Why I’m Outlining my Next Novel

20160418_095515My first novel, Bloodstone (working title), which is currently in its 2nd draft (more like 7 or 8, if you count the early attempts) started with a raw outline. But I was a teen when I started it. I didn’t know how stories work or how to create realistic characters, so the outline broke down very quickly. I spent most of high school and college reworking the story in my spare time, teaching myself to recognize crap and scrape it out.

While my writing group reads Bloodstone’s 2nd draft, I’m starting a new novel. The whole ‘discover it as you go’ process was fun last time, but Bloodstone took 10 years to write. Now that I know what I’m doing, it’s time to try a different approach. For this WIP, I want a full first draft in 1 year, maybe even 1 month (I’m looking at you, NaNoWriMo!).

Since I know how to create rounded characters and dynamic plot lines, I can plan ahead. And since this novel has a Korean protagonist, which I am super excited about, I need to research a ton. My goal is to gather enough material so I can blast through NaNo and write a bulletproof draft 1. With a baby to take care of, I don’t have time to churn out draft after draft, so I’d rather use my experience to create a better product in the first go. (Dare I say product? Many cringe at that word, but if you plan to publish, get used to business/marketing speak)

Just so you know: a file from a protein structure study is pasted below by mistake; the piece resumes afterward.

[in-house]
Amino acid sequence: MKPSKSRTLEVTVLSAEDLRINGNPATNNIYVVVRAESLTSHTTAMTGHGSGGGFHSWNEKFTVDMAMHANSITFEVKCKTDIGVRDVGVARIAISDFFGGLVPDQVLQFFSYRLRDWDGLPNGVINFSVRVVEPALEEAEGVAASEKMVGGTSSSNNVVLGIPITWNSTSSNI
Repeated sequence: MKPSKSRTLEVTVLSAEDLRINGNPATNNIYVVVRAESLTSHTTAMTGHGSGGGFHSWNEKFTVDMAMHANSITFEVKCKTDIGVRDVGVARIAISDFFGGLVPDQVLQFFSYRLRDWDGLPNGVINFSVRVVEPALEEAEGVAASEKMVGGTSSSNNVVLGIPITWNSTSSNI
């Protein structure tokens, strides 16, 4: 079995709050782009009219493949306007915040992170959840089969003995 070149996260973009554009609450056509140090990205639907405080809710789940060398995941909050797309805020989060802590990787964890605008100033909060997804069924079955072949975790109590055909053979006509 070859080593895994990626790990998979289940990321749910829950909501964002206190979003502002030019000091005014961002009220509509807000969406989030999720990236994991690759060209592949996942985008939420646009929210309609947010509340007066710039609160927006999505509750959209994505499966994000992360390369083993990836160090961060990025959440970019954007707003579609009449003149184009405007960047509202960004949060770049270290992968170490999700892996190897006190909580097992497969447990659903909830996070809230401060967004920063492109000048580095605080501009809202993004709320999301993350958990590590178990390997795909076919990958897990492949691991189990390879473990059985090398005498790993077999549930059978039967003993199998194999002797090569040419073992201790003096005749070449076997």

For the new WIP, I have an elevator pitch (seems backwards, but Save the Cat supports my impulse to get to the heart of the story ASAP), a few rough character profiles, an outline of act I, and many miscellaneous plot points. I plan on sifting through information until I can wrap my mind around the entire plot and until I have all the ‘why’s addressed, so I don’t stumble on plot holes mid-draft. There are a lot of ways to outline a novel and in my preliminary research I found a few helpful articles:

Are you an outliner? Why or why not?




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